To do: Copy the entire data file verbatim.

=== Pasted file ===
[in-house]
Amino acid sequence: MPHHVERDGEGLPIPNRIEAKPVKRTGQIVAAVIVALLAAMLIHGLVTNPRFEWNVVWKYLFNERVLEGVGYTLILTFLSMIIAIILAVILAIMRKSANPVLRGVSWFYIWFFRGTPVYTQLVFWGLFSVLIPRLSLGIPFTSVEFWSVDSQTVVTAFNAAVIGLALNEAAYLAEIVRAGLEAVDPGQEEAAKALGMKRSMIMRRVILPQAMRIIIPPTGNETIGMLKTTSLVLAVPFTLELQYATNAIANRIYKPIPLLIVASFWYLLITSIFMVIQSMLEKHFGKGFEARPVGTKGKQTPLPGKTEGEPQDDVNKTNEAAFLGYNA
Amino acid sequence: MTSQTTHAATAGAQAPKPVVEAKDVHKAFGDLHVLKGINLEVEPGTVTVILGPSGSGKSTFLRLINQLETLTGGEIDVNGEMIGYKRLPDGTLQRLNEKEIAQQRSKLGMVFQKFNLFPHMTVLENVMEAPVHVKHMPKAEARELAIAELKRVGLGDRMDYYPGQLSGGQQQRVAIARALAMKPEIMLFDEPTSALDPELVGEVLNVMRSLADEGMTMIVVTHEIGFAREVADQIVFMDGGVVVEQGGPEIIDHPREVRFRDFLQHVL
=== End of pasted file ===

[in-house]
Amino acid sequence: MPHHVERDGEGLPIPNRIEAKPVKRTGQIVAAVIVALLAAMLIHGLVTNPRFEWNVVWKYLFNERVLEGVGYTLILTFLSMIIAIILAVILAIMRKSANPVLRGVSWFYIWFFRGTPVYTQLVFWGLFSVLIPRLSLGIPFTSVEFWSVDSQTVVTAFNAAVIGLALNEAAYLAEIVRAGLEAVDPGQEEAAKALGMKRSMIMRRVILPQAMRIIIPPTGNETIGMLKTTSLVLAVPFTLELQYATNAIANRIYKPIPLLIVASFWYLLITSIFMVIQSMLEKHFGKGFEARPVGTKGKQTPLPGKTEGEPQDDVNKTNEAAFLGYNA
Amino acid sequence: MTSQTTHAATAGAQAPKPVVEAKDVHKAFGDLHVLKGINLEVEPGTVTVILGPSGSGKSTFLRLINQLETLTGGEIDVNGEMIGYKRLPDGTLQRLNEKEIAQQRSKLGMVFQKFNLFPHMTVLENVMEAPVHVKHMPKAEARELAIAELKRVGLGDRMDYYPGQLSGGQQQRVAIARALAMKPEIMLFDEPTSALDPELVGEVLNVMRSLADEGMTMIVVTHEIGFAREVADQIVFMDGGVVVEQGGPEIIDHPREVRFRDFLQHVL